February! and Hands all round; God the tyrant's cause confound! They are sturdy, full-bodied things, and The Third of February maintained against our shameless alliance with the Man of December the moral censure of England on his murderous work :
What! have we fought for Freedom from our prime,
We are grateful to Tennyson for these words, though afterwards he seemed to be a partisan of the war in which the Third Napoleon became the comrade in arms of England: But we may pardon him for that, for it was his long hatred of Russia for her bloody work in Poland which was at the root of his approval of the Crimean war. This patriotism had soon a noble subject in the praise of the great Duke. Tennyson issued his Ode on the day of Wellington's burial, and republished it a year after with many notable changes. This is one of his finest poems. It was fitting that the foremost man in England, who had worn his honours with a quiet simplicity for so many years in the "fierce light" which shines on a world-wide fame, and in whom the light never found anything mean or fearful, should, after his death, receive this great and impassioned tribute. What he did in politics was always questionable. He was nothing of a statesman, as Tennyson calls him. He proved his inability when he was called to the Premiership. Then he was first arrogant, and afterwards perplexed by the mischief he wrought. Indeed, he was profoundly ignorant of England; but, when he found out his ignorance, he had the good sense
of a great general. He knew when to retreat, and he retreated, even though his retreat had the appearance of a flight. He stood " four-square to all the winds that blew," but when all the winds became one wind, he opened the doors to it and bade the Crown and his peers give way. This was the wisest thing he did in his old age, and it is somewhat characteristic of Tennyson that, except in one line, "rich in saving common sense," he takes no notice of it at all.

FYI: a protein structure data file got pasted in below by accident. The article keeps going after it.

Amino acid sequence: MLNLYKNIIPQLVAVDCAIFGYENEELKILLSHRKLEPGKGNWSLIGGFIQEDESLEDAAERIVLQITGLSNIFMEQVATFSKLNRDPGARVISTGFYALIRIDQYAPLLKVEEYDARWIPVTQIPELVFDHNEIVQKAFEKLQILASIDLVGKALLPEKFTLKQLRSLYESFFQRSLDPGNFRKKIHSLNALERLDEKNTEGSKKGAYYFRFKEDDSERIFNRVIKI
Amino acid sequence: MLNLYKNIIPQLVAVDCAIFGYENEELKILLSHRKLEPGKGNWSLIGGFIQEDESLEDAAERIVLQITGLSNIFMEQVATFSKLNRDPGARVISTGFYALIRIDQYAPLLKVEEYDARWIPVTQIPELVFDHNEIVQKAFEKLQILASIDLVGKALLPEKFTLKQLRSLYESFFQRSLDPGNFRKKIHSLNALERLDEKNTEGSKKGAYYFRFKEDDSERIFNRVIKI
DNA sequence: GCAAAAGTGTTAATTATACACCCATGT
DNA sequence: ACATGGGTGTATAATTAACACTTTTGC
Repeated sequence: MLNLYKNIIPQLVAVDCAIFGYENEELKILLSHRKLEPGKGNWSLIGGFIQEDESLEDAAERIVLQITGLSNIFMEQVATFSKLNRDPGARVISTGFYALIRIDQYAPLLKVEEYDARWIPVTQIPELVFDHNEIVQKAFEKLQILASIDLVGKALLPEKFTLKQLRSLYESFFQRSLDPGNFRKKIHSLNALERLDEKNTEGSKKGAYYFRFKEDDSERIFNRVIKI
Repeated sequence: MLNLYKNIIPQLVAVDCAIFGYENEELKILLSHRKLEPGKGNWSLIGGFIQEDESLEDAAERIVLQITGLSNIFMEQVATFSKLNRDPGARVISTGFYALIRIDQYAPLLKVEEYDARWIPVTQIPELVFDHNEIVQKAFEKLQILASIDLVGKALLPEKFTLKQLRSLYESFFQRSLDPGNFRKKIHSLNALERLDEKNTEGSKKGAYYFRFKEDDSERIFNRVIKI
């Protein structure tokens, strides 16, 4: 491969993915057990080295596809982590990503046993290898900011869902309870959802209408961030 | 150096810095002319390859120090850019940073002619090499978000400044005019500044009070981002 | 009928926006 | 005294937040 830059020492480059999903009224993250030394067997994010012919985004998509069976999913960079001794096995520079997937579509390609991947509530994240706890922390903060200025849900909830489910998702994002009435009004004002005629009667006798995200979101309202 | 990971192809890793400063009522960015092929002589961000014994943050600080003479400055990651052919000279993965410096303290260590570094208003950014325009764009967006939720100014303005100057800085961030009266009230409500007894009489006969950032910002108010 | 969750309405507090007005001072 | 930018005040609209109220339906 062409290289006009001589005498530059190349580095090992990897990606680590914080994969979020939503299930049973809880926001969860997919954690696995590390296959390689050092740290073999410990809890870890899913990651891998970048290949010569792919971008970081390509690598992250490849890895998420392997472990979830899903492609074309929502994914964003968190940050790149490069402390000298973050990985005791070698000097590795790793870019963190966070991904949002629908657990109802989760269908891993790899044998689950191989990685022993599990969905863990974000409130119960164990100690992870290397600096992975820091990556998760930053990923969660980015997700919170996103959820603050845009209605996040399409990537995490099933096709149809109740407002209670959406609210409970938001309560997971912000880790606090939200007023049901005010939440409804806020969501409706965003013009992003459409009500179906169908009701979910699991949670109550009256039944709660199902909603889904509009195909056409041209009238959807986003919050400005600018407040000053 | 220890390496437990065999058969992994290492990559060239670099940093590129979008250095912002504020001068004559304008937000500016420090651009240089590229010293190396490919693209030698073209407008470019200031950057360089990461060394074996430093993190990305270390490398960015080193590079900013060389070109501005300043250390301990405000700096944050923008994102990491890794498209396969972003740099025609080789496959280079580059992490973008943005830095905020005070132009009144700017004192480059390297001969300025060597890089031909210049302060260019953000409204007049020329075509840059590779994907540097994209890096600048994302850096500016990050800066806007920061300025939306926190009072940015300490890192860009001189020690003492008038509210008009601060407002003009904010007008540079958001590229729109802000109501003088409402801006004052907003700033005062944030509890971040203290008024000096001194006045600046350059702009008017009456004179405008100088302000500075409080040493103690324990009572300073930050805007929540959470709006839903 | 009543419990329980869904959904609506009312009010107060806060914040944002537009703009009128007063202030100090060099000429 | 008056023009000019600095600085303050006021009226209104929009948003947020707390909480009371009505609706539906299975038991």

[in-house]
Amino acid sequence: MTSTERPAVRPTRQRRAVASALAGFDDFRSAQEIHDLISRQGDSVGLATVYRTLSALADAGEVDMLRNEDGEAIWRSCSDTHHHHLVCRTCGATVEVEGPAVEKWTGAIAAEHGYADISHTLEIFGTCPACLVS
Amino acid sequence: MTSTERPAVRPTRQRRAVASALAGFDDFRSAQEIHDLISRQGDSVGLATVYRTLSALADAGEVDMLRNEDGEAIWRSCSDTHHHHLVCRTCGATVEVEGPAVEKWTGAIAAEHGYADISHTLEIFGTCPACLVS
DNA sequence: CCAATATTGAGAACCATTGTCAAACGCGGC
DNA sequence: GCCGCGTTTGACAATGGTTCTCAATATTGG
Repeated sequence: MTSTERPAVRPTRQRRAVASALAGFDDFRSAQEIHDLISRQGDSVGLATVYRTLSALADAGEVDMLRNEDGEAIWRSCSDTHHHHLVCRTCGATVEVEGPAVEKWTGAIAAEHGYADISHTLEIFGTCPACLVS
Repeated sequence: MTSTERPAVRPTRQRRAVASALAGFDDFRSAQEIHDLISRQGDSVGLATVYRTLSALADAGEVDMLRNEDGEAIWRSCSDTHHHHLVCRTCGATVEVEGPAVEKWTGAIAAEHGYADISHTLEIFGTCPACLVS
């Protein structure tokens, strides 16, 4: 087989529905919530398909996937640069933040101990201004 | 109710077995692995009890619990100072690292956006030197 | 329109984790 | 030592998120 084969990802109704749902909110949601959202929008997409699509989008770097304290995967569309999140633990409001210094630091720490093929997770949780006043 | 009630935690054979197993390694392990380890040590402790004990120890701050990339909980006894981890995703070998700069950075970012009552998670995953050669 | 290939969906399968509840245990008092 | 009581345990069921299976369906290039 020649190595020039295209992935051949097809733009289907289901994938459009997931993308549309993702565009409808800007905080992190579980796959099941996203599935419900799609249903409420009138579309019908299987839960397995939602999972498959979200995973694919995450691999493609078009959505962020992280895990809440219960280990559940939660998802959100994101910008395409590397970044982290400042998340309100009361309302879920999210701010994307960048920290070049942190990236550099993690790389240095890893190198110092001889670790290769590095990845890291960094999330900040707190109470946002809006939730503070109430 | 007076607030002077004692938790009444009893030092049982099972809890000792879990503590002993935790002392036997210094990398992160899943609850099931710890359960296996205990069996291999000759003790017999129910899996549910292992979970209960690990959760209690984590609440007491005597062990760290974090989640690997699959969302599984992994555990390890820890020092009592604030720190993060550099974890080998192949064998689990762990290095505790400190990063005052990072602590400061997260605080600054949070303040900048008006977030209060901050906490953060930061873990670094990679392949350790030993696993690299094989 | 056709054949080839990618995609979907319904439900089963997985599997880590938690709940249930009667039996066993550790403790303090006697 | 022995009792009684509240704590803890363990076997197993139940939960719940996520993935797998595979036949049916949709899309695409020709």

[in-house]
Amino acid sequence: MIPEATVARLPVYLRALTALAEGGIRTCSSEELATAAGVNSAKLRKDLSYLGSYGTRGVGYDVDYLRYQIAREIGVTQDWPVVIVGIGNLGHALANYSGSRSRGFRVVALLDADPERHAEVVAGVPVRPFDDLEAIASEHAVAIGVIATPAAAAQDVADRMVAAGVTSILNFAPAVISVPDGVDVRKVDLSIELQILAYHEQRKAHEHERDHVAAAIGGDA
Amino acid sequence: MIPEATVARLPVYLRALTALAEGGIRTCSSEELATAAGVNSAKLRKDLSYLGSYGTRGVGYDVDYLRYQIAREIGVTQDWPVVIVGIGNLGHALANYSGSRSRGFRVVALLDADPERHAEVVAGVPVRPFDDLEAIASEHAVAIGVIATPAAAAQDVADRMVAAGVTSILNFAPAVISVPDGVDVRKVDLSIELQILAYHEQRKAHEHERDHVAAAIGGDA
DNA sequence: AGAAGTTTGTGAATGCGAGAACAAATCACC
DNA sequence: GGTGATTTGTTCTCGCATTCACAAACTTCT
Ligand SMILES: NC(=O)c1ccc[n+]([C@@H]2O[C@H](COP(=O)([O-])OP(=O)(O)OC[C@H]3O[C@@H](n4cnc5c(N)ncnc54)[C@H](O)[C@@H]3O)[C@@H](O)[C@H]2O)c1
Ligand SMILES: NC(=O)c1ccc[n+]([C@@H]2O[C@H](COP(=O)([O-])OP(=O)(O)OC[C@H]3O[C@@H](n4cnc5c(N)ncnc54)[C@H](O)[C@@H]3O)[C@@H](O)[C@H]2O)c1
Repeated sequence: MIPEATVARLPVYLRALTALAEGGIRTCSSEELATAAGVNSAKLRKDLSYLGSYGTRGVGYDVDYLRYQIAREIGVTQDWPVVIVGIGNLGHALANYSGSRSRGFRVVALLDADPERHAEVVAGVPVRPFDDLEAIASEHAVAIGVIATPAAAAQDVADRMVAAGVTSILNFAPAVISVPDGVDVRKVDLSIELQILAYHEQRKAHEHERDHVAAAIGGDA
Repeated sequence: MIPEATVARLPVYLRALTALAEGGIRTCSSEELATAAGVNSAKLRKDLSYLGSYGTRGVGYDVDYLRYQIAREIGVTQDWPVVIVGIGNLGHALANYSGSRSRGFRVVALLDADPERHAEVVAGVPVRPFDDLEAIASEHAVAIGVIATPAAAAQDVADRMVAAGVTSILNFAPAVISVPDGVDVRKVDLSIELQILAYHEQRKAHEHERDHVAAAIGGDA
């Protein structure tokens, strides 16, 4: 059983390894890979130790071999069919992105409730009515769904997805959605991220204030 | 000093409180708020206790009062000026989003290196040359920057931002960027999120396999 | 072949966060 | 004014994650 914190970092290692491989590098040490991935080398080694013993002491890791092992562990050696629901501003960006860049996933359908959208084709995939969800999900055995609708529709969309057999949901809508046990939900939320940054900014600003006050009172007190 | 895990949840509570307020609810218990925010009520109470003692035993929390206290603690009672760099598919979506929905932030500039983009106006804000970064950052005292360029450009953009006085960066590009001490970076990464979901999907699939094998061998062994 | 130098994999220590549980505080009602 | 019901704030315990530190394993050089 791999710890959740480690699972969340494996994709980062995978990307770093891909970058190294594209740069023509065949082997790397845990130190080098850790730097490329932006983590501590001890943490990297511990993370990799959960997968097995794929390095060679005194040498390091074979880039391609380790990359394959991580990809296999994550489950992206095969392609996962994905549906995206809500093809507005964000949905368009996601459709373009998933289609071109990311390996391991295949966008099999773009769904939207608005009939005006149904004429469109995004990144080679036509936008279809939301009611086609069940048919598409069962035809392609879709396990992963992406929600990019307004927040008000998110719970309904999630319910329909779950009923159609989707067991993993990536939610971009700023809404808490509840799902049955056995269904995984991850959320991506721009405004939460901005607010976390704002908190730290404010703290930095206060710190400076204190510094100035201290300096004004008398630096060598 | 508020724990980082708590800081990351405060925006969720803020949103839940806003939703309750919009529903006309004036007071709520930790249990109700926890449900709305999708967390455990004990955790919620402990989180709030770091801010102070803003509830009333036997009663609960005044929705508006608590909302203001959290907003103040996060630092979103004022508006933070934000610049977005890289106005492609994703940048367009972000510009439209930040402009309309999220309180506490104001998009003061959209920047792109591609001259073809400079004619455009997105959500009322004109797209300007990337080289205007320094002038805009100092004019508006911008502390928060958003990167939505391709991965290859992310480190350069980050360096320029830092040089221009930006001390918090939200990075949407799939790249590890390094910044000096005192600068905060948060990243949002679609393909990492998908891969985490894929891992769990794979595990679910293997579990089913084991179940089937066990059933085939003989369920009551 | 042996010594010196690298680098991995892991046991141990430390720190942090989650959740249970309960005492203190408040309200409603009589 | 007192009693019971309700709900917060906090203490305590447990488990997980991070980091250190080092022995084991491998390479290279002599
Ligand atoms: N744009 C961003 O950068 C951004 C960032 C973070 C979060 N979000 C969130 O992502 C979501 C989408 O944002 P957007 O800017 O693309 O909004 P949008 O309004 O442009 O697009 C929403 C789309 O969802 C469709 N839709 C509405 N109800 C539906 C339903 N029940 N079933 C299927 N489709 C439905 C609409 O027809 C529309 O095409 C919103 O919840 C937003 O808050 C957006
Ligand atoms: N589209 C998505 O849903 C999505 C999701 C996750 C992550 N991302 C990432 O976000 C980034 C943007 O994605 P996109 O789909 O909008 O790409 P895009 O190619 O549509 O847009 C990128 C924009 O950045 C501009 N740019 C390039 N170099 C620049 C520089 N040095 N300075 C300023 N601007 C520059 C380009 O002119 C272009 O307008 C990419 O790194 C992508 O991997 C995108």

"Let all England mourn her greatest son, let all England thank God for him, and bury him with honour upon honour"—that is the motive of the beginning of the poem; and it is worthy to be felt by a poet and by a nation. Magnanimity and magnificence, great-mindedness and great-doing, are the life-blood of a people. To celebrate them with a lavish splendour when he who embodied them in life is dead, is a lesson in a people's education. Then Tennyson passes to the Duke's glory in war, and perhaps in all commemorative odes there is nothing finer than his imagination of Nelson waking from his grave in St. Paul's and wondering who was coming, with this national mourning, to lie beside him:
'Who is he that cometh, like an honour'd guest,
With banner and with music, with soldier and with priest, With a nation weeping, and breaking on my rest?"
Mighty Seaman, this is he
Was great by land as thou by sea.
This is he that far away
Against the myriads of Assaye
Clash'd with his fiery few and won;
and the poet, starting from this early battle, sketches